The relevance of press freedom to our modern democracies

Tuesday, May 3 was International Press Freedom Day. Each year, the day advocates for freedom of information and freedom of expression of the press corps around the world.

Tuesday, May 3 was International Press Freedom Day. Each year, the day advocates for freedom of information and freedom of expression of the press corps around the world.

Scholars define press as a collective means of communication by which the general public or populace is kept informed about the day to day happenings in society. 

This day is significant because a populace needs to be well informed in order to be good and responsible citizens of their countries.

Considerably, independent press around the world has emerged as some of the most powerful forces in the struggle to change closed regimes into open and productive societies.

The move towards democracy and free markets has been carried out in earnest across the globe, especially since the end of the Cold War.

New technology, which continues to evolve, allows the public to further shape their media environments as well as access a plurality of sources. The combination of access to information and public participation in media continues to contribute to an increased sense of ownership and empowerment.

Modern societies could not be imagined without mass communication. Television, newspapers, the radio and the internet are the main sources of information for citizens all around the globe today.

Contemporary democratic theory appreciated the media’s role in ensuring governments were held accountable.

In both new and old democracies, the notion of the media as watchdog and not merely a passive recorder of events is still widely accepted.

Governments, it is observed, cannot be held accountable if citizens are ill informed about the actions of officials and institutions.

Modern-day democrats are as hyperbolic in their praise of the press. Despite the present-day mass media’s propensity for sleaze, sensationalism and superficiality, they are still seen as essential democratic tools.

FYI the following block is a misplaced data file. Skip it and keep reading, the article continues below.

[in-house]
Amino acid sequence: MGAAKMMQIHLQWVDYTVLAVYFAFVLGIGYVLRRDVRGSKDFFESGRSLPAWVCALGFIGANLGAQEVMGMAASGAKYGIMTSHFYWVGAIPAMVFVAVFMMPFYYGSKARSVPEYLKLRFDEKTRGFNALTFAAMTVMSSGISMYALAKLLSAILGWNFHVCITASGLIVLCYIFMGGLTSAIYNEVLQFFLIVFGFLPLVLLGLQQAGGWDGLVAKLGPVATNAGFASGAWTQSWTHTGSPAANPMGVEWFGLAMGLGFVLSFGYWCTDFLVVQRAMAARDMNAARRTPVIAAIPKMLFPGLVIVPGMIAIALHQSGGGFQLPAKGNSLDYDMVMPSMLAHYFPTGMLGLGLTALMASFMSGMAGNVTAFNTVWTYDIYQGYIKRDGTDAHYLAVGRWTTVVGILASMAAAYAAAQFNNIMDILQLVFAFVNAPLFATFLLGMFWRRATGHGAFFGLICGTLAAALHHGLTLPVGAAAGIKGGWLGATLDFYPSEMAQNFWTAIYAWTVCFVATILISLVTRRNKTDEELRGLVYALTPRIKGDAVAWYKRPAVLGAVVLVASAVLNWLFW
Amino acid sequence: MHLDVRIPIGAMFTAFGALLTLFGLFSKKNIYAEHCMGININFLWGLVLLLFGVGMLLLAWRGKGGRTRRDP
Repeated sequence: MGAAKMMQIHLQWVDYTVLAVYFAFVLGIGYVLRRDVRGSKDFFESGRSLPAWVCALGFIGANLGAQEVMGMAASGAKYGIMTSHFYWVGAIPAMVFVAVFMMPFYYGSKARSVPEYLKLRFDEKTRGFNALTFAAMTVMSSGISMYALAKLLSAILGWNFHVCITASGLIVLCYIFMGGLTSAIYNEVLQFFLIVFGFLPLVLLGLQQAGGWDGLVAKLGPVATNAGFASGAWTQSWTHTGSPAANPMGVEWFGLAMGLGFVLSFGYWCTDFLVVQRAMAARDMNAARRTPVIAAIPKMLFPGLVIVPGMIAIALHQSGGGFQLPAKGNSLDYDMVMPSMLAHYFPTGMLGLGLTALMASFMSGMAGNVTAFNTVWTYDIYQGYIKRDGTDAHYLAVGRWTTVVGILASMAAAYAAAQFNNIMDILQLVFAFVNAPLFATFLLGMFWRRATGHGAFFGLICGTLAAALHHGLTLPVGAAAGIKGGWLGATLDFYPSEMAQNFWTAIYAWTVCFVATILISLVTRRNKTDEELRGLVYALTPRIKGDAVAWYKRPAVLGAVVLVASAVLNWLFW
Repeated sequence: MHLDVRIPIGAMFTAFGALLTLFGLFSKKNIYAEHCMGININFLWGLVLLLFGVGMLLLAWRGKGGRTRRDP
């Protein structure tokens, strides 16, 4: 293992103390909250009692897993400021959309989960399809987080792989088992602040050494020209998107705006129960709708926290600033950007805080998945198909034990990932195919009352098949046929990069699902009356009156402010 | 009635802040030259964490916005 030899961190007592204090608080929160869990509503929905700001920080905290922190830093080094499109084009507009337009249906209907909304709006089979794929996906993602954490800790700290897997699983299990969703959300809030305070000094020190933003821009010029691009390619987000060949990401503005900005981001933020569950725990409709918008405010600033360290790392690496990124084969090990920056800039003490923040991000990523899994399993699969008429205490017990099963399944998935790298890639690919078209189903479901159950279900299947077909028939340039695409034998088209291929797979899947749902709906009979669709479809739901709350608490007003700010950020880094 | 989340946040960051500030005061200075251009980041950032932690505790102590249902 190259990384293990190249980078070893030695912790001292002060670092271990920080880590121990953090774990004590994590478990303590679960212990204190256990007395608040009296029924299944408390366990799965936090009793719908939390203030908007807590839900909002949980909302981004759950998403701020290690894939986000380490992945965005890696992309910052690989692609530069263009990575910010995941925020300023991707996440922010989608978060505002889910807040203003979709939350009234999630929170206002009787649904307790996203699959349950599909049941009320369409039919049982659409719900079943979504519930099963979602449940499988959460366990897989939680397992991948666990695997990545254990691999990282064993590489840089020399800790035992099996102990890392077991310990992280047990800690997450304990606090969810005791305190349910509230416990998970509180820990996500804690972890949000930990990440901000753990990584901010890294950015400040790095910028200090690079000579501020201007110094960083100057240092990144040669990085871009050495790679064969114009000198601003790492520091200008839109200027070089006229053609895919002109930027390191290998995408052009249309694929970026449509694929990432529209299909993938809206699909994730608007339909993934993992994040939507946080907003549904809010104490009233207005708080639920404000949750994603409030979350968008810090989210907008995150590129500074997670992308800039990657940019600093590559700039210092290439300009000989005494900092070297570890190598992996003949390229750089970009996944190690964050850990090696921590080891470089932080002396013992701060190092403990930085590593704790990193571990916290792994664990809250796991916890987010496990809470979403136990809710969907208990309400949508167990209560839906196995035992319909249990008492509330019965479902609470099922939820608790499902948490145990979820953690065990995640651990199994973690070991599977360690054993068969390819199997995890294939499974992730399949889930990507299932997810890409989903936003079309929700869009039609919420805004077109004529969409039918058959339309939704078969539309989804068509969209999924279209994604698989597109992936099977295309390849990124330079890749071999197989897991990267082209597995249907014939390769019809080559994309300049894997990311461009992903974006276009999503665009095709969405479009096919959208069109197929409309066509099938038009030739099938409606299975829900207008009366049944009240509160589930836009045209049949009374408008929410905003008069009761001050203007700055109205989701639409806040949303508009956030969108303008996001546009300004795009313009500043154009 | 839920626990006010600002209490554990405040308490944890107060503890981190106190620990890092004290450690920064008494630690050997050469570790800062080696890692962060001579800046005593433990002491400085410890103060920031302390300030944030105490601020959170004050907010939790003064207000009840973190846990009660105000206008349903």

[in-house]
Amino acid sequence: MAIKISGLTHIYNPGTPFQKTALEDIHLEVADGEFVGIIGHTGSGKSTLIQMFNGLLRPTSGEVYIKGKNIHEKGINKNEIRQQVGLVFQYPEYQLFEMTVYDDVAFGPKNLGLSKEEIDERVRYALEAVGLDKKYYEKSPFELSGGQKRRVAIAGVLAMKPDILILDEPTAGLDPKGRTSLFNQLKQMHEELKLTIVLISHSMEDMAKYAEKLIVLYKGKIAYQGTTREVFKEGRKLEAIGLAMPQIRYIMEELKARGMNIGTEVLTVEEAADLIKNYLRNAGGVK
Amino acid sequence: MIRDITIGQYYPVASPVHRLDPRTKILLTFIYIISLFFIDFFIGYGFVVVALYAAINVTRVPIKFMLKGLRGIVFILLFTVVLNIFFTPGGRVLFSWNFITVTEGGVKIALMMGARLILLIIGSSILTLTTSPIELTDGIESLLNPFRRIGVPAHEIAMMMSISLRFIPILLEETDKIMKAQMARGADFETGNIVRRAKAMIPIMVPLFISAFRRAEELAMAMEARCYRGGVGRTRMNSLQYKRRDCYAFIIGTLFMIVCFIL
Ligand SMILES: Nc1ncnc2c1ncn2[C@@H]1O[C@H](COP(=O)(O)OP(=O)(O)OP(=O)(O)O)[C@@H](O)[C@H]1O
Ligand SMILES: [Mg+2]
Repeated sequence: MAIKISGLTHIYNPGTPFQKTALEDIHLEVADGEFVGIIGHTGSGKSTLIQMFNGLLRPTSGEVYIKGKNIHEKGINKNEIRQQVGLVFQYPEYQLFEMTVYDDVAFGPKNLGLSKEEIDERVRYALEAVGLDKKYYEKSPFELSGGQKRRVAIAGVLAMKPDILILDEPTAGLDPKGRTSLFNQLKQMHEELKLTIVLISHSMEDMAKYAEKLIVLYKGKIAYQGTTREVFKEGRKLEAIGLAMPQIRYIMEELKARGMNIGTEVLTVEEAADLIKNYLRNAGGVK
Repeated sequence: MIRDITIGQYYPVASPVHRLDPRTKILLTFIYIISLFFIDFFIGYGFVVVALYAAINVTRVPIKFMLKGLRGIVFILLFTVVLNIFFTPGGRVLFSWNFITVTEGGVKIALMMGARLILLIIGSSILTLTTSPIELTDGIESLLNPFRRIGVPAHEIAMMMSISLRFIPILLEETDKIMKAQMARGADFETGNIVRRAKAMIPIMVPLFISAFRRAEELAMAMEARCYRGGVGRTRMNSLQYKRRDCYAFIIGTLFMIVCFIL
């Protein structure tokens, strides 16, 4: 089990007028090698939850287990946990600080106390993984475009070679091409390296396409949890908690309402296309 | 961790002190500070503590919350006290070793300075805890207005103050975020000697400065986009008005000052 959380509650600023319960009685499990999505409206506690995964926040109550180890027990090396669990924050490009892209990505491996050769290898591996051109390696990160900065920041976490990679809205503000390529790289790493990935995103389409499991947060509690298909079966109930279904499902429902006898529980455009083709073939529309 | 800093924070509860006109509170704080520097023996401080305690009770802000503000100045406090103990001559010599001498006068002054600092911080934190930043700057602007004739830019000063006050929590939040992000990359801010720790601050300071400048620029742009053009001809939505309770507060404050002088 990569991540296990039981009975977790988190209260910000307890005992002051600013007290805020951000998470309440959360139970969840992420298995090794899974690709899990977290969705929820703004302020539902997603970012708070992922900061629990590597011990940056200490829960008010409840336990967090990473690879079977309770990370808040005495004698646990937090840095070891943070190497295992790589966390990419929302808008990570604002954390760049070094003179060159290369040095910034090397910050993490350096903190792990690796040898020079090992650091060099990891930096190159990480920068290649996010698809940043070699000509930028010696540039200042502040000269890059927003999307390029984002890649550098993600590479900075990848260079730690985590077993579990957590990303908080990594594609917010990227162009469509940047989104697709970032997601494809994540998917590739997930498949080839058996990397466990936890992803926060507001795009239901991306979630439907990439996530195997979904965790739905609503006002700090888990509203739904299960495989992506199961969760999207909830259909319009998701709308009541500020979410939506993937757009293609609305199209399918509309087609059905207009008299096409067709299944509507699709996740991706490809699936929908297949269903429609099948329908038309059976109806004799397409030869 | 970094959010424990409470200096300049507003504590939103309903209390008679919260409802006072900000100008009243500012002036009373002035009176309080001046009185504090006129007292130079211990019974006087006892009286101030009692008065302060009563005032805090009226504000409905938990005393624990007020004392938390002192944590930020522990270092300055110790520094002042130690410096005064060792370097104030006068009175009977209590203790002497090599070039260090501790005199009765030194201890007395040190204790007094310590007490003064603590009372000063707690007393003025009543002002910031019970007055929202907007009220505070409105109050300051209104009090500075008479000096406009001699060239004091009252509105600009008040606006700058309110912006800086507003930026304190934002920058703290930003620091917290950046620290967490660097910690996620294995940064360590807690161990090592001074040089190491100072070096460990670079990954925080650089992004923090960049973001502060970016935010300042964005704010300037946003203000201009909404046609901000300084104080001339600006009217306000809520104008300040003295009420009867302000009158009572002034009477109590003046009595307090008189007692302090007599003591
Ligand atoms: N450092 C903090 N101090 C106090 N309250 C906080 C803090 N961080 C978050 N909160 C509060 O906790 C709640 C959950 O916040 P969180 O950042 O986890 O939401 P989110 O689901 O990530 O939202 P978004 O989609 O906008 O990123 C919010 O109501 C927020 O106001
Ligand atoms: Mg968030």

They argue that media can provide voice to those marginalized because of poverty, gender, or ethnic or religious affiliation.

By giving these groups a place in the media, their views – and their afflictions – become part of mainstream public debate and hopefully contribute to a social consensus that the injustices against them ought to be redressed.

In this way, the media also contributes to the easing of social conflicts and to promoting reconciliation among divergent social groups. This fosters an environment of civic inclusivity in which citizens, irrespective of their status, can help shape the development agenda of their societies, and express solidarity.

Democracy requires such platforms for participation of each citizen. Thus, the free press enables every citizen to be engaged in the business of governance by informing and educating the public.

This is why in many societies today; media has become a tool of choice and is becoming more accessible. They have proven their effectiveness as instruments for promoting grassroots democracy by airing local issues and providing alternative sources of information.

Emphatically, information changes the way we see the world around us, our place in it, and how to adjust our lives in order to maximize the benefits available through our local resources. Fact driven decision-making can significantly alter our political, social and economic perspectives.

Therefore, open and pluralistic media are, perhaps, most precious when they provide the mirror for society to see itself. These moments of reflection are instrumental in defining community objectives, making course corrections when society or its leaders have lost touch with each other.

Even though free, independent and pluralistic media afford citizens the opportunity to participate in public life and many more benefits, there must be access to accurate, fair and unbiased information, representing a plurality of opinions, and the means to actively communicate vertically and horizontally, thereby contributing positively to the active life of the community.

The quest for access to reliable reports, analyses, discussions, debates and so forth affairs is paramount.

This implies that media must use their freedom of expression to exhibit the democratic-civic values of respect, integrity, inclusiveness and plurality. Good reporters are very vital and important the communities and their nations as any professional or government person. In other words, the media should help to build the culture of democracy and also serve the role of developmental enculturation.

Democracy will not function if such virtues as tolerance and willingness to follow democratic principles and procedures do not have grounding in everyday life. We should endeavor to cultivate a culture of respect for the rule of law in which just laws are upheld in all the media operations. It should be freedom that endavours to build a nation and not to tear it apart.

For such to flourish, our esteemed media practitioners must learn what is of interest to the country, their readers, listeners and viewers and provide them with reports that are useful to them.

It should be in our context and not merely freedom where internal rules are bypassed. In a nut shell, free media without a moral position is impossible.